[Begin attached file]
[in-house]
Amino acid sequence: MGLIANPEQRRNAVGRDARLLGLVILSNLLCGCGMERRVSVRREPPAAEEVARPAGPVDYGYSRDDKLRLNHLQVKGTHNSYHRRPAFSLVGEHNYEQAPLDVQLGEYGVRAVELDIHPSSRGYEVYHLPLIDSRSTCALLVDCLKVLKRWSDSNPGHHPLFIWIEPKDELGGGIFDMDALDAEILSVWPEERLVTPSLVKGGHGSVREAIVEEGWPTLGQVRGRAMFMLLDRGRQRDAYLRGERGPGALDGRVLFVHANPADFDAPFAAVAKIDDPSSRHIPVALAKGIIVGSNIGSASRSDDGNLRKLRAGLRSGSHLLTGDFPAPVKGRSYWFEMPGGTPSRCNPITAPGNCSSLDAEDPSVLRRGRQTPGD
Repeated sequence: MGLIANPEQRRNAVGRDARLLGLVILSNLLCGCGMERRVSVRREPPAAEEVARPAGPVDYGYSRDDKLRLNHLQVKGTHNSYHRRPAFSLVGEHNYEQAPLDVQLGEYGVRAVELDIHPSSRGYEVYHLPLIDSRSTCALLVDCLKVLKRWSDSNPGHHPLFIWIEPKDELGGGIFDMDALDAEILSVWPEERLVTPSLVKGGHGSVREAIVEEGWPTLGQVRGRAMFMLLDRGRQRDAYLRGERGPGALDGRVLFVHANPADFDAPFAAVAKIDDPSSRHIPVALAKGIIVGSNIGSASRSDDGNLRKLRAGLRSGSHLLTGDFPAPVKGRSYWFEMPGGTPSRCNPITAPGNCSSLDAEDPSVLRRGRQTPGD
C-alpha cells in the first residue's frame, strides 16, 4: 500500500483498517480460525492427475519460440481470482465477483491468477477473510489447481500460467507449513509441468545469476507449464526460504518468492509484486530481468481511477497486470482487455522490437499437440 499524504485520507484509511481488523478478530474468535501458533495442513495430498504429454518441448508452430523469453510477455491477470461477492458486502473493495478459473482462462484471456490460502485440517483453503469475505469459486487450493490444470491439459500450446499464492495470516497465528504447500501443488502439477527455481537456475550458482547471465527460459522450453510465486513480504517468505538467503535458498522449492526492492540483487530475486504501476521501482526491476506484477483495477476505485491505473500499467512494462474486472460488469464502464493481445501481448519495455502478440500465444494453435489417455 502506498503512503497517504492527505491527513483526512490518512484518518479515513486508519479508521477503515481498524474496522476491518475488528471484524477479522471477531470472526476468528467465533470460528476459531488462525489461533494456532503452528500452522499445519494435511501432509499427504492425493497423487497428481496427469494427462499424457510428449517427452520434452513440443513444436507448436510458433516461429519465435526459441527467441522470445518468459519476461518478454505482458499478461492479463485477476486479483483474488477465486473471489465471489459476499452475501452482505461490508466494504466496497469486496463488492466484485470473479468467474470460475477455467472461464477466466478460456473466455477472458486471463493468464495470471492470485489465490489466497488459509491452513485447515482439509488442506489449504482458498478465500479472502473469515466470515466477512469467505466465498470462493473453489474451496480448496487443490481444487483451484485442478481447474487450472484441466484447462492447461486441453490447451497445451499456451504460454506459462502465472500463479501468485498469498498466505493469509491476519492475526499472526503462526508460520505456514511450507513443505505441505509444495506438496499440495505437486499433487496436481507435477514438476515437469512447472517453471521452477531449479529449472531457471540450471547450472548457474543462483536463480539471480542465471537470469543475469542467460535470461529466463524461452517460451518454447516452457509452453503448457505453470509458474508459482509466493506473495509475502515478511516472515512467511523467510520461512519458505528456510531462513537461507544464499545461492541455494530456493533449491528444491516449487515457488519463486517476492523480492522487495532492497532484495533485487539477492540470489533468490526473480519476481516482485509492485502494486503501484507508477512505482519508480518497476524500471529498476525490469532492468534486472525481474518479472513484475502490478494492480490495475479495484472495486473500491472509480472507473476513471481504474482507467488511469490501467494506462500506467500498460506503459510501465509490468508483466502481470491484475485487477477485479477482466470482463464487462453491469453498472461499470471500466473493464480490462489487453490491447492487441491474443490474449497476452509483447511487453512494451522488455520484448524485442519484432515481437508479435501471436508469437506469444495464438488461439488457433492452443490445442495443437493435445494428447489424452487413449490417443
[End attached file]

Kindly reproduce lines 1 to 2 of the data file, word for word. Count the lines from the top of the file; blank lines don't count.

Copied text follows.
[in-house]
Amino acid sequence: MGLIANPEQRRNAVGRDARLLGLVILSNLLCGCGMERRVSVRREPPAAEEVARPAGPVDYGYSRDDKLRLNHLQVKGTHNSYHRRPAFSLVGEHNYEQAPLDVQLGEYGVRAVELDIHPSSRGYEVYHLPLIDSRSTCALLVDCLKVLKRWSDSNPGHHPLFIWIEPKDELGGGIFDMDALDAEILSVWPEERLVTPSLVKGGHGSVREAIVEEGWPTLGQVRGRAMFMLLDRGRQRDAYLRGERGPGALDGRVLFVHANPADFDAPFAAVAKIDDPSSRHIPVALAKGIIVGSNIGSASRSDDGNLRKLRAGLRSGSHLLTGDFPAPVKGRSYWFEMPGGTPSRCNPITAPGNCSSLDAEDPSVLRRGRQTPGD